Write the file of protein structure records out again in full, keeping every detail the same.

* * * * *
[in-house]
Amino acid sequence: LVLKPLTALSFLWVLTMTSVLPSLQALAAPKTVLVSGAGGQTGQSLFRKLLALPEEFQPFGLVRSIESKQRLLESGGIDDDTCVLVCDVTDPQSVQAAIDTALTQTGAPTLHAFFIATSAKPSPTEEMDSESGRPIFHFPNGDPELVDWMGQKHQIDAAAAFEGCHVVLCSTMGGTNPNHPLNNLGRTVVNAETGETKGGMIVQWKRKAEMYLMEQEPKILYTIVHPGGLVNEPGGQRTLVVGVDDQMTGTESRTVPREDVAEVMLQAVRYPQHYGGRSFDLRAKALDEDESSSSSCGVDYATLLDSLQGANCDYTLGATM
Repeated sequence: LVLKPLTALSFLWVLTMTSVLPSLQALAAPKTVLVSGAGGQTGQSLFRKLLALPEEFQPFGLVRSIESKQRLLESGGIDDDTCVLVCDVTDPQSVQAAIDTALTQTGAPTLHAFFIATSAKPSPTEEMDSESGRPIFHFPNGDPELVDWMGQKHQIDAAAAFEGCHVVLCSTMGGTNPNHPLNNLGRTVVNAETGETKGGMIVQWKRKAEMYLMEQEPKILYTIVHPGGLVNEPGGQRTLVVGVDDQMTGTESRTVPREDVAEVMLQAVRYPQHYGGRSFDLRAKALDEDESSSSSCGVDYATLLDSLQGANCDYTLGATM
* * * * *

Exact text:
[in-house]
Amino acid sequence: LVLKPLTALSFLWVLTMTSVLPSLQALAAPKTVLVSGAGGQTGQSLFRKLLALPEEFQPFGLVRSIESKQRLLESGGIDDDTCVLVCDVTDPQSVQAAIDTALTQTGAPTLHAFFIATSAKPSPTEEMDSESGRPIFHFPNGDPELVDWMGQKHQIDAAAAFEGCHVVLCSTMGGTNPNHPLNNLGRTVVNAETGETKGGMIVQWKRKAEMYLMEQEPKILYTIVHPGGLVNEPGGQRTLVVGVDDQMTGTESRTVPREDVAEVMLQAVRYPQHYGGRSFDLRAKALDEDESSSSSCGVDYATLLDSLQGANCDYTLGATM
Repeated sequence: LVLKPLTALSFLWVLTMTSVLPSLQALAAPKTVLVSGAGGQTGQSLFRKLLALPEEFQPFGLVRSIESKQRLLESGGIDDDTCVLVCDVTDPQSVQAAIDTALTQTGAPTLHAFFIATSAKPSPTEEMDSESGRPIFHFPNGDPELVDWMGQKHQIDAAAAFEGCHVVLCSTMGGTNPNHPLNNLGRTVVNAETGETKGGMIVQWKRKAEMYLMEQEPKILYTIVHPGGLVNEPGGQRTLVVGVDDQMTGTESRTVPREDVAEVMLQAVRYPQHYGGRSFDLRAKALDEDESSSSSCGVDYATLLDSLQGANCDYTLGATM